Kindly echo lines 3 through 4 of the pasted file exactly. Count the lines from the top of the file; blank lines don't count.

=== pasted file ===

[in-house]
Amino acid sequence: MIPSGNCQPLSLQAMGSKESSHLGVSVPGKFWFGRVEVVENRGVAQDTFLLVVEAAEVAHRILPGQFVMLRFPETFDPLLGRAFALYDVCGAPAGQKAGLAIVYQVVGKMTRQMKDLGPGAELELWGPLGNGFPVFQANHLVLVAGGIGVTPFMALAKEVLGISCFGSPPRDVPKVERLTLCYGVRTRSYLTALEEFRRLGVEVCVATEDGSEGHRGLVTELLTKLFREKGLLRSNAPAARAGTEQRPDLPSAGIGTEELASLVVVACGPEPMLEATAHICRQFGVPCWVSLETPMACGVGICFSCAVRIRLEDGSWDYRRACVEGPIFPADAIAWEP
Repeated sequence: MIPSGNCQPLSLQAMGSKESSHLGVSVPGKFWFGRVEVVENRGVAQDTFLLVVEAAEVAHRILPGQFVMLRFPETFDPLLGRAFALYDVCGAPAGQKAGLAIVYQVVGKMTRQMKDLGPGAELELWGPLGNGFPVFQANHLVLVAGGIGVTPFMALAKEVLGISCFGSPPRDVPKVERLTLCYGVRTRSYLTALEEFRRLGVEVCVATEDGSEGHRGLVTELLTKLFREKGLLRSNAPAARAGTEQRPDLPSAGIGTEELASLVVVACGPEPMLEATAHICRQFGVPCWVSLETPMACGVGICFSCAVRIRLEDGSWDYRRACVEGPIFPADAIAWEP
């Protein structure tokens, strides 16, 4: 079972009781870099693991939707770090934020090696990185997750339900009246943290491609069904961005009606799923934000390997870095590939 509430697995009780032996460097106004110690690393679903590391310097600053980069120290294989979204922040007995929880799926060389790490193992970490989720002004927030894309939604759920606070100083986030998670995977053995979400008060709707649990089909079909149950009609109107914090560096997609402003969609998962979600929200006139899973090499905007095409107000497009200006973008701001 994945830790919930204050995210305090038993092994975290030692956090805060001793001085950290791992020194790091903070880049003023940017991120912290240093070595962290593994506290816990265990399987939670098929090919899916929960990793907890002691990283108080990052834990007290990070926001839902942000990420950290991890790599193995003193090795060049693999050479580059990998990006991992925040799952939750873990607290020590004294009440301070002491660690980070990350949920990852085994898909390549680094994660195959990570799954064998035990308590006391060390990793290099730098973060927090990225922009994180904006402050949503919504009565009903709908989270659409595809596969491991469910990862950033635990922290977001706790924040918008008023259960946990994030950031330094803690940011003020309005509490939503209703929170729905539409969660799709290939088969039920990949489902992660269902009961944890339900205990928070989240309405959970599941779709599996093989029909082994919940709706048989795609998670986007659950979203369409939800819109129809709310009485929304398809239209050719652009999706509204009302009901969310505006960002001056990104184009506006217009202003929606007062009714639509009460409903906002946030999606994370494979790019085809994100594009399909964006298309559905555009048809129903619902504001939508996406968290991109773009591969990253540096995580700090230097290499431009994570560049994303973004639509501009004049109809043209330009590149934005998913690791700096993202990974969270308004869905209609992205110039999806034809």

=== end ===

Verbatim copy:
Repeated sequence: MIPSGNCQPLSLQAMGSKESSHLGVSVPGKFWFGRVEVVENRGVAQDTFLLVVEAAEVAHRILPGQFVMLRFPETFDPLLGRAFALYDVCGAPAGQKAGLAIVYQVVGKMTRQMKDLGPGAELELWGPLGNGFPVFQANHLVLVAGGIGVTPFMALAKEVLGISCFGSPPRDVPKVERLTLCYGVRTRSYLTALEEFRRLGVEVCVATEDGSEGHRGLVTELLTKLFREKGLLRSNAPAARAGTEQRPDLPSAGIGTEELASLVVVACGPEPMLEATAHICRQFGVPCWVSLETPMACGVGICFSCAVRIRLEDGSWDYRRACVEGPIFPADAIAWEP
């Protein structure tokens, strides 16, 4: 079972009781870099693991939707770090934020090696990185997750339900009246943290491609069904961005009606799923934000390997870095590939 509430697995009780032996460097106004110690690393679903590391310097600053980069120290294989979204922040007995929880799926060389790490193992970490989720002004927030894309939604759920606070100083986030998670995977053995979400008060709707649990089909079909149950009609109107914090560096997609402003969609998962979600929200006139899973090499905007095409107000497009200006973008701001 994945830790919930204050995210305090038993092994975290030692956090805060001793001085950290791992020194790091903070880049003023940017991120912290240093070595962290593994506290816990265990399987939670098929090919899916929960990793907890002691990283108080990052834990007290990070926001839902942000990420950290991890790599193995003193090795060049693999050479580059990998990006991992925040799952939750873990607290020590004294009440301070002491660690980070990350949920990852085994898909390549680094994660195959990570799954064998035990308590006391060390990793290099730098973060927090990225922009994180904006402050949503919504009565009903709908989270659409595809596969491991469910990862950033635990922290977001706790924040918008008023259960946990994030950031330094803690940011003020309005509490939503209703929170729905539409969660799709290939088969039920990949489902992660269902009961944890339900205990928070989240309405959970599941779709599996093989029909082994919940709706048989795609998670986007659950979203369409939800819109129809709310009485929304398809239209050719652009999706509204009302009901969310505006960002001056990104184009506006217009202003929606007062009714639509009460409903906002946030999606994370494979790019085809994100594009399909964006298309559905555009048809129903619902504001939508996406968290991109773009591969990253540096995580700090230097290499431009994570560049994303973004639509501009004049109809043209330009590149934005998913690791700096993202990974969270308004869905209609992205110039999806034809």